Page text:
This time last year while having my morning shower as my hand passed over my left breast, I became aware of a small lump and more or less knew that this lump was cancerous. It was a small lump but nevertheless significant. I have not before ever wondered what a lump in my breast may feel like and yet in that moment there was an inner knowing.
I phoned the doctor’s surgery and spoke to the doctor and described what I had found. I was confirmed when, like me, the doctor felt this was a lump that required attention. Following this, I received a phone call from the breast care clinic in the late afternoon and within a week or so I had an appointment.
It was a strange situation – on the one hand there was no way I wanted to be diagnosed with cancer and yet at the same time I felt an acceptance in what was taking place as this felt like an instance where I was being offered another opportunity to deepen the way I lived life.
The flow in which things were unfolding felt very amazing as we were in the midst of a pandemic and one was constantly hearing about the delays for appointments due to the overwhelming number of people who had been admitted to hospital with suspected Covid 19.
When you are diagnosed with cancer it feels very much as though you can become completely enveloped in a world dominated by cancer, the outcome and the effect that it can have on those around you.
I was very aware from the beginning that I did not want it to become a drama. I confided in a close friend who herself had undergone surgery for breast cancer. With her walking by my side, I felt deeply held and she became my constant companion each time I visited the hospital.
This was not the first time that I had been called to slow down, and to deepen into my stillness, each time the message became stronger. This time I was being offered to go deeper with the understanding of how I had lived life in a disregarding way. What do I mean by this you may wonder?
I began attending presentations by Universal Medicine about eleven years ago and I would often hear about self-care and self-love and began to slowly understand that the way I lived was not supporting my body to be healthy. This situation was presenting yet another step on the path of self-care.
All my life I had a sense of urgency in the way I moved my body as though I was driven by something outside of me. At the same time, I made life a struggle and rather than opting for simplicity I was inclined to make life complicated. I recall people commenting on how I made a very thorough job of whatever I did, and I looked on this as a compliment not realising that I was hooked into seeking praise and consequently pushed my body way beyond a healthy capacity. If I set myself a task, I would make sure I finished it without any consideration of how my body felt afterwards. At no time did I stop and ask my body how it felt – I would simply collapse into bed at the end of the day not aware that to sleep because of exhaustion was not having a ‘good night’s rest’ but abuse to my body.
As you see I had a lot to learn … being open to learning makes life expansive. We are empowered to alter our steps and embrace each opportunity as it is presented rather than considering ourselves a victim of what happens to us in life.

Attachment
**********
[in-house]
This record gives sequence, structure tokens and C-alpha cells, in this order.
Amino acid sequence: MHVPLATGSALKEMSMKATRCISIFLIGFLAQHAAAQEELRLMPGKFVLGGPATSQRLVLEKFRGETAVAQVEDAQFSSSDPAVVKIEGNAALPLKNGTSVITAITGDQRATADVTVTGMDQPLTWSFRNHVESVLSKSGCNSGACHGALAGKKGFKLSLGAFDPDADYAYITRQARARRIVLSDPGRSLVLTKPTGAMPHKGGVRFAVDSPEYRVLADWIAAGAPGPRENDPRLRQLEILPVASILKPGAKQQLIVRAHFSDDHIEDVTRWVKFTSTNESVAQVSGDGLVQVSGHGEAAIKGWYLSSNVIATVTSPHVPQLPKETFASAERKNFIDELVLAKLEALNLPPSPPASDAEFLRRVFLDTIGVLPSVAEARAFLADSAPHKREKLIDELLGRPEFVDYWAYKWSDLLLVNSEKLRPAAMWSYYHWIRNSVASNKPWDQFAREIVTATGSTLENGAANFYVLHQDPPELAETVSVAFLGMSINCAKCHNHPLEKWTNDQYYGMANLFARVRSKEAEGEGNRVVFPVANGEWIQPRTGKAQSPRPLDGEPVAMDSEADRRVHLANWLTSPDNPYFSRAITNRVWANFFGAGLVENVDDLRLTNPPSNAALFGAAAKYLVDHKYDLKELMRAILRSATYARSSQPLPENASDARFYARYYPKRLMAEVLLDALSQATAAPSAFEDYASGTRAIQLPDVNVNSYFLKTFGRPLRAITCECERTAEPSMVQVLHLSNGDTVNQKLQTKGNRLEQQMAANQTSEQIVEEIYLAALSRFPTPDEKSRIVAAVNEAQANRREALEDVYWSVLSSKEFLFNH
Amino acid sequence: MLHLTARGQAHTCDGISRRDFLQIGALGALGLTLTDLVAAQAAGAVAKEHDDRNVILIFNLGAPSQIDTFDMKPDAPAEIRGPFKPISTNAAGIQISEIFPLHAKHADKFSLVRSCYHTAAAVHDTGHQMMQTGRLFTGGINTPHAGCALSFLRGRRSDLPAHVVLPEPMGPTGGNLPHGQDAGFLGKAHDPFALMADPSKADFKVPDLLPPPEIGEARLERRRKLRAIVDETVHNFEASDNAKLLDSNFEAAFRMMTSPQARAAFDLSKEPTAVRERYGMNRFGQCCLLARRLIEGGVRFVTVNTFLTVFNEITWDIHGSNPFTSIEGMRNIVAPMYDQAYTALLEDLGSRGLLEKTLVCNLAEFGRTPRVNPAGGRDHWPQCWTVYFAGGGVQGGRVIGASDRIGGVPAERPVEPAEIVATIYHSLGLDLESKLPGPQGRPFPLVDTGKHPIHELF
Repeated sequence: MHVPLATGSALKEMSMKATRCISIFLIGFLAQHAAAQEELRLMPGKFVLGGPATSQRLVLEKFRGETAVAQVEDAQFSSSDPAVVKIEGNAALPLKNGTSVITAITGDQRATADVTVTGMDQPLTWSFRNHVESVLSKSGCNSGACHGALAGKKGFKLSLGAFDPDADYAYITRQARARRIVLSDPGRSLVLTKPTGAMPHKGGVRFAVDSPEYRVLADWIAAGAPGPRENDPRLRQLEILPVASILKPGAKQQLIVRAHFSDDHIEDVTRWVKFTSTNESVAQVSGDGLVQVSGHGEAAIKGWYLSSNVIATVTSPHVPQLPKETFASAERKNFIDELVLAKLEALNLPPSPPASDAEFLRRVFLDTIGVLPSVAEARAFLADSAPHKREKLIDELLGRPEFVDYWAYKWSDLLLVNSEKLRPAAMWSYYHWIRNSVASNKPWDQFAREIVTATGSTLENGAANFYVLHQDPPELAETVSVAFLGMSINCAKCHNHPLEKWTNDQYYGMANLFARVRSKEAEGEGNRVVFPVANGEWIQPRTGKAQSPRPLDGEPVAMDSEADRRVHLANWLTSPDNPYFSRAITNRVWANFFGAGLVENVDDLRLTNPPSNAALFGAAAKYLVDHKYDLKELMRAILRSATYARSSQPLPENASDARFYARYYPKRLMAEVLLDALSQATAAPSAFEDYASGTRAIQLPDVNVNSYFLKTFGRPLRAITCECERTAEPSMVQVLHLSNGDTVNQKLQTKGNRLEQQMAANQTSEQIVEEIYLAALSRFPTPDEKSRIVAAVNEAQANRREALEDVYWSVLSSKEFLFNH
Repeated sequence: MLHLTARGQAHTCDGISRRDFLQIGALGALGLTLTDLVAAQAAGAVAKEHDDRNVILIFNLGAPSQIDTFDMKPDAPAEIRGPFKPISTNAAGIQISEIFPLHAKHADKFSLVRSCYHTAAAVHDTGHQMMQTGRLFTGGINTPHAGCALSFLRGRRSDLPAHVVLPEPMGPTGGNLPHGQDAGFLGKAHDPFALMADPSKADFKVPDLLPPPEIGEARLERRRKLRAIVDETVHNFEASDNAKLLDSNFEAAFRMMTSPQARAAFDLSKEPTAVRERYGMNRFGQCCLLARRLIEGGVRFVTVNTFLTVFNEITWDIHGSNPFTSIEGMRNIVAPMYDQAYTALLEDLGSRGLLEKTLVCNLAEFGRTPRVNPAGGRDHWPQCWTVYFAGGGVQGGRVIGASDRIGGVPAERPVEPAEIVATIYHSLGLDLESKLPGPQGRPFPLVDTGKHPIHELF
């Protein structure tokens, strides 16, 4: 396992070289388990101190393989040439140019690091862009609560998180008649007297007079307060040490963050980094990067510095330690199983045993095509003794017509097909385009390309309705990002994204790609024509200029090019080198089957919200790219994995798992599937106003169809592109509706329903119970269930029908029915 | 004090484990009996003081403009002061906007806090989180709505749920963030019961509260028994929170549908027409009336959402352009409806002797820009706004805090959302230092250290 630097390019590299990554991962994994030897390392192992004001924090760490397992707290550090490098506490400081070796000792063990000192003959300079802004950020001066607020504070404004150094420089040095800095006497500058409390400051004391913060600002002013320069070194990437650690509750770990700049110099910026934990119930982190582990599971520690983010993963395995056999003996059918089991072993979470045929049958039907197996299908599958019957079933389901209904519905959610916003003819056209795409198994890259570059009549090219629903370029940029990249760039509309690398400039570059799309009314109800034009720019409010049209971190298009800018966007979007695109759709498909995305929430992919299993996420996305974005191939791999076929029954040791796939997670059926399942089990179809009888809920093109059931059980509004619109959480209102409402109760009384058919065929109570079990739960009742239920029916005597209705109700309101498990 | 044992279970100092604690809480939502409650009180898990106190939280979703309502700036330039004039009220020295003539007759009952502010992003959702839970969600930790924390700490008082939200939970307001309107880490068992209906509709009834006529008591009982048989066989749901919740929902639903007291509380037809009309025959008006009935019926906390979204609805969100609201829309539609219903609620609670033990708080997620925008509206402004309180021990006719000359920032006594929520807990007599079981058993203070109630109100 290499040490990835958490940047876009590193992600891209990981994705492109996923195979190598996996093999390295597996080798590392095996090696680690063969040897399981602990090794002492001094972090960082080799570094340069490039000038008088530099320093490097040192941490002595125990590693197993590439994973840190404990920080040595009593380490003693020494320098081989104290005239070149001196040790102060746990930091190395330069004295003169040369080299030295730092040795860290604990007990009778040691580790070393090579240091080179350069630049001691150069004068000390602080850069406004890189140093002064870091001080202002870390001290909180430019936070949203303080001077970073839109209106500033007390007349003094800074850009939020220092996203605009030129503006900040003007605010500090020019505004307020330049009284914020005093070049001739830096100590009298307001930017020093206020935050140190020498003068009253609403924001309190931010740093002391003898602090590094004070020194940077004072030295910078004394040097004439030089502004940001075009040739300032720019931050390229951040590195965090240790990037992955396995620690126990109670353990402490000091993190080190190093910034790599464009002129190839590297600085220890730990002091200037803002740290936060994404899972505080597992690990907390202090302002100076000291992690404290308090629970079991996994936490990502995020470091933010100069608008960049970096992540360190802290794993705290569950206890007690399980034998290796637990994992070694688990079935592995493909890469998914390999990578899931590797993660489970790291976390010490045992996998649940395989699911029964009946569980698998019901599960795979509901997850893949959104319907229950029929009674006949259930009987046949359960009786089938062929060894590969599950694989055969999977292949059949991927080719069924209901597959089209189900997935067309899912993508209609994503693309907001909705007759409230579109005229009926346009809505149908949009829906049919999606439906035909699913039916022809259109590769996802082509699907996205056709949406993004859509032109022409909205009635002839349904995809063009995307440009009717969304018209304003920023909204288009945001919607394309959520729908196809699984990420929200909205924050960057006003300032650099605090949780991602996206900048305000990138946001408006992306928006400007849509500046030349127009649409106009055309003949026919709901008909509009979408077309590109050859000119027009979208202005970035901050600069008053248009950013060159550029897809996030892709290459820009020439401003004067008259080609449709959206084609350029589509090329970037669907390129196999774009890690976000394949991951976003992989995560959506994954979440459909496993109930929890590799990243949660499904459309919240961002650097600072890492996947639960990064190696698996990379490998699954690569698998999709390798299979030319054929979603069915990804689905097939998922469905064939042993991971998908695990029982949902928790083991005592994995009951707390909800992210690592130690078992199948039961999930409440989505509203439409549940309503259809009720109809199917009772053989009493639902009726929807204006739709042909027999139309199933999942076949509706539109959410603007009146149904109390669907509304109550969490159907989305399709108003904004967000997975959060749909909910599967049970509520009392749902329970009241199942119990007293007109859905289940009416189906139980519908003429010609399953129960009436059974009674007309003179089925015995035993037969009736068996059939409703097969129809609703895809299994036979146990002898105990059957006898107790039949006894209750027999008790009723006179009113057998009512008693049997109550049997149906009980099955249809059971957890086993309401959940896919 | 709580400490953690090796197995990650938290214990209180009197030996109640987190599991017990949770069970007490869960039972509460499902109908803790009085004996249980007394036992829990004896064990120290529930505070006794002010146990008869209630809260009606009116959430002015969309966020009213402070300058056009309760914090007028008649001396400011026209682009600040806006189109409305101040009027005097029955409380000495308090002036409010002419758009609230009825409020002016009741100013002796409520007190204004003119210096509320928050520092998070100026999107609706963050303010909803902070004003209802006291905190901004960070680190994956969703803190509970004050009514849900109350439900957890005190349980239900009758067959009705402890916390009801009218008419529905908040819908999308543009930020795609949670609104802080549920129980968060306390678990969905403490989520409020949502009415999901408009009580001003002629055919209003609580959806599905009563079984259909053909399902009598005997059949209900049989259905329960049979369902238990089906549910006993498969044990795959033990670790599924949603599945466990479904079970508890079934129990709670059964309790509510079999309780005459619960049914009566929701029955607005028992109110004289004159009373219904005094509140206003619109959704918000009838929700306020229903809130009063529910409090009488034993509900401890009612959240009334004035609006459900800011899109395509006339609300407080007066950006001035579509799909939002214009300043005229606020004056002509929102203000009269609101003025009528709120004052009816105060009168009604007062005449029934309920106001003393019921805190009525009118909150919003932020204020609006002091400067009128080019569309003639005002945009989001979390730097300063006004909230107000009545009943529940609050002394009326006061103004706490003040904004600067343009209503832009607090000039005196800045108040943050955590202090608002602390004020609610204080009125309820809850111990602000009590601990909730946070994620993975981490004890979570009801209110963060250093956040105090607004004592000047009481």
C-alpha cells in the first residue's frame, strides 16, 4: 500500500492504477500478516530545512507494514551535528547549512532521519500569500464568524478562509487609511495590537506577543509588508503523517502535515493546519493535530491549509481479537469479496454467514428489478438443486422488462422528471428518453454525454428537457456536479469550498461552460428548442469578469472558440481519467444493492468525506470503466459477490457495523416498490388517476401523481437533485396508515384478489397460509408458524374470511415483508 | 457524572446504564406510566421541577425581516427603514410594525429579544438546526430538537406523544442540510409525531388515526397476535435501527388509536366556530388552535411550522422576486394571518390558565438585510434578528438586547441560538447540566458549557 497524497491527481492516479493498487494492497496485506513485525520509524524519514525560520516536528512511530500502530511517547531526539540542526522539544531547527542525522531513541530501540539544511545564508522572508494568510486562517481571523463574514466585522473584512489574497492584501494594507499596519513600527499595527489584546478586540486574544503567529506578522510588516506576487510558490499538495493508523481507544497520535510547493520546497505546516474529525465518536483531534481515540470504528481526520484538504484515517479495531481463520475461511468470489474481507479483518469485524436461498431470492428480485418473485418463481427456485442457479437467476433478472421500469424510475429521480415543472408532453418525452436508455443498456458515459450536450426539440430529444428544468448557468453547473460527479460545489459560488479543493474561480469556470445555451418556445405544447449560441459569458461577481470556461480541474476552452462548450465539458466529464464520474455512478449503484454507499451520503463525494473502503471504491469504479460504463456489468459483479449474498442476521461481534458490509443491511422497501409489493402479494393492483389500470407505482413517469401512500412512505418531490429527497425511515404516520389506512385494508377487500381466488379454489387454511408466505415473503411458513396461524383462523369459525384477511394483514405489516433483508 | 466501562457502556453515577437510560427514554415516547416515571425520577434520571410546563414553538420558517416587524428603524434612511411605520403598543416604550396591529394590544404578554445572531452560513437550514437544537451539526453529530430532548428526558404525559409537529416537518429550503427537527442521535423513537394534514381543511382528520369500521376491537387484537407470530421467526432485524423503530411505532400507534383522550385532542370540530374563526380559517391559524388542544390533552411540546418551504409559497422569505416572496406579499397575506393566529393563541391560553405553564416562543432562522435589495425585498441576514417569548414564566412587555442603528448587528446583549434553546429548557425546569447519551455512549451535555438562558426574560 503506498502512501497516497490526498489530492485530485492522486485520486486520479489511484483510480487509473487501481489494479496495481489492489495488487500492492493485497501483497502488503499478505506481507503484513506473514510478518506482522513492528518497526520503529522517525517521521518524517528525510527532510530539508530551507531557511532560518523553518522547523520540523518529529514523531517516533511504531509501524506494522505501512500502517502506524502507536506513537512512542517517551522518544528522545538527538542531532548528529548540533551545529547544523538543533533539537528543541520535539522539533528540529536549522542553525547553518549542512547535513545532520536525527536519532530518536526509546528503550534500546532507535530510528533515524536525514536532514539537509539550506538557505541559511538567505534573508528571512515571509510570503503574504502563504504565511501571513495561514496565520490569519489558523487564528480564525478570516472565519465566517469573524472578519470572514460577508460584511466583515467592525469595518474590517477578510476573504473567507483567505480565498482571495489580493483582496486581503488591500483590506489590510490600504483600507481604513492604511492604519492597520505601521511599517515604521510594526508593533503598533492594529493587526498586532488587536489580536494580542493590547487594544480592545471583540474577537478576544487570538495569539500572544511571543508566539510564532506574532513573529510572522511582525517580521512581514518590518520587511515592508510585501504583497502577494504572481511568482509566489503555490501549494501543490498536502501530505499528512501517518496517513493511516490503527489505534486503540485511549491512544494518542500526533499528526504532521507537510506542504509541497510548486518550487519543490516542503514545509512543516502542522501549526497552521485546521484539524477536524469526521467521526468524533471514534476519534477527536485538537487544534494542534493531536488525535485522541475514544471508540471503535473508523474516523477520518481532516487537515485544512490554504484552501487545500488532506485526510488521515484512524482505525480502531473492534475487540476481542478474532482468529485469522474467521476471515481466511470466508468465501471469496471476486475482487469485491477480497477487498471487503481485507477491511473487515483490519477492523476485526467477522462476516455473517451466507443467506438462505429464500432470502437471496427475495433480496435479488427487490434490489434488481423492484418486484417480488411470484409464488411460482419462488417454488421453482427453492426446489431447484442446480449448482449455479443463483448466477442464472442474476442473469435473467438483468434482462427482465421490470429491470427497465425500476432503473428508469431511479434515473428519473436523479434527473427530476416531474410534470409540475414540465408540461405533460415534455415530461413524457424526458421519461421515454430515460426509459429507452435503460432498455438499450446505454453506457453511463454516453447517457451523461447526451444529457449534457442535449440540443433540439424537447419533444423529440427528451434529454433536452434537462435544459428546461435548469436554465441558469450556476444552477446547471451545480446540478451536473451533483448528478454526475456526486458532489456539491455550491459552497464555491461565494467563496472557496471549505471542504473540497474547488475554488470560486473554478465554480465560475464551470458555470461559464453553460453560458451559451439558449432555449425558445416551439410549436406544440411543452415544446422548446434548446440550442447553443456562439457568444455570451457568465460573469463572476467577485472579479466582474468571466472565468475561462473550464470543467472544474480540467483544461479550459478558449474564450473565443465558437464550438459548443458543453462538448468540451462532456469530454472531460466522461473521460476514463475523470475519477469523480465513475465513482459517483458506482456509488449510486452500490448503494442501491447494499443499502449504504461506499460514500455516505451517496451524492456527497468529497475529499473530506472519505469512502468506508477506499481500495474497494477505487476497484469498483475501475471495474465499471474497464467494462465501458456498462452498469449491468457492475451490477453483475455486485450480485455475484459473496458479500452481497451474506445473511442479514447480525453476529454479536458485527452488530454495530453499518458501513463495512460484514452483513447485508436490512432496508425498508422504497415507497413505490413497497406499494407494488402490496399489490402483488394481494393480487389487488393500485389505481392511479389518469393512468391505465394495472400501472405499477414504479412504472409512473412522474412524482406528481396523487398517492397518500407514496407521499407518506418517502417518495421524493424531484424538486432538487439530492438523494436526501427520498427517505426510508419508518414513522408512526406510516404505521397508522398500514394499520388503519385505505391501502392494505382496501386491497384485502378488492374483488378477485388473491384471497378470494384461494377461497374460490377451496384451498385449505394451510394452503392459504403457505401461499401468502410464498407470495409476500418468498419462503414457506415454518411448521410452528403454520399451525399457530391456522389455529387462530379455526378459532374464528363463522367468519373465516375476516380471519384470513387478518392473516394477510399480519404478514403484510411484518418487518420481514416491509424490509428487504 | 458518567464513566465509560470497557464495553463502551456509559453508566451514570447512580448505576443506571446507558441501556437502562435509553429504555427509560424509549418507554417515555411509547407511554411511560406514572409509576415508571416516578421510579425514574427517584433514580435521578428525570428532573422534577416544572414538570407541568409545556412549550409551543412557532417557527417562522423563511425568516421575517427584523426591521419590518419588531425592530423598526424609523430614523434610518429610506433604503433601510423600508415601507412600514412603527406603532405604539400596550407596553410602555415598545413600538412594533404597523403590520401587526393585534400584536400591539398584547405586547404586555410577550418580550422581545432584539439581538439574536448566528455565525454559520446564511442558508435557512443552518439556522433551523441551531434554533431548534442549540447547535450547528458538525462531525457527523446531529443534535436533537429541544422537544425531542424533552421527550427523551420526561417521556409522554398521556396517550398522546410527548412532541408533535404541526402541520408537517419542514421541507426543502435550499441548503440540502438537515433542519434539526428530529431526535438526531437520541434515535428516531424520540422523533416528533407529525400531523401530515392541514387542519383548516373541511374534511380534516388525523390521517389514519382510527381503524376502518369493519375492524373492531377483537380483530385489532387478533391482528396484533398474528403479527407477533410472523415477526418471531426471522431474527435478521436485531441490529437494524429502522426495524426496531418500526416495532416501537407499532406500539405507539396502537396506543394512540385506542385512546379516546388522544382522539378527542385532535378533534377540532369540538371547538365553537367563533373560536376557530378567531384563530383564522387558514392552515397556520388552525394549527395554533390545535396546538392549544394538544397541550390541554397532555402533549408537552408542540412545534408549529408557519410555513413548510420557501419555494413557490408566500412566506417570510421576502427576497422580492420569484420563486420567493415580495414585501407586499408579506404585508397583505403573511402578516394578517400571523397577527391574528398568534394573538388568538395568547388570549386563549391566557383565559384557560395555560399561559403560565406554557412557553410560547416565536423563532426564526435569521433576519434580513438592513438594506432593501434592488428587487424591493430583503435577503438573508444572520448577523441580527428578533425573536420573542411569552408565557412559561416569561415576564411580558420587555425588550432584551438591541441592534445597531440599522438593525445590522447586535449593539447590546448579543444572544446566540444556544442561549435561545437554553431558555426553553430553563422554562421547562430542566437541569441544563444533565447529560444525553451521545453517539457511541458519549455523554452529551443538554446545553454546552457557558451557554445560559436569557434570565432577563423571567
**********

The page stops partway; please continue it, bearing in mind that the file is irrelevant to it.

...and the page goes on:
Being accompanied by my friend to the hospital for testing made so much difference and I am now understanding that I miss an opportunity when I insist on doing things on my own. I feel that this action in particular supported me to remain steady in my body and not allow my head to overtake me, as is quite often the case when we are anxious.
The hospital that I attended was warm and welcoming and the staff amazing. I felt cared for and nurtured. There was a sense of at-one-ness when I met the woman who was to be my Breastcare Nurse, as she had played the same role with the friend who was accompanying me.
Shortly after that, I returned to the hospital to receive my results and at this point I decided to have a mastectomy as the cancer had been confirmed as Invasive Lobular Cancer Grade 2. As well as the lump there was a shadow on the side of the breast near my sternum and this was my reason for deciding on a mastectomy rather than a simple lumpectomy. My feelings were to clear my body of all the cancer.
The mastectomy was a very straightforward operation where I was kept in overnight and returned home the following day. Once again, the staff at the hospital were all very supportive and I went home feeling cared for.
The healing process was further supported knowing that I had friends around me who would cook meals and generally be there for me. Being surrounded by people who are steady and still allowed a beautiful surrender in my body knowing I was held in love.
It’s amazing how everything in life will flow if we allow it. Although we may need to take the practical steps that are required, we can understand that there is a bigger plan at work. I have noticed that life flows easily when I get myself out of the way and trust that God in the great Universe holds each of us tenderly and lovingly.
Susan L, UK
You can read Part 2 of Susan's article here: Telling the Family
If you enjoyed this article you may also like to read:
Illness as a Blessing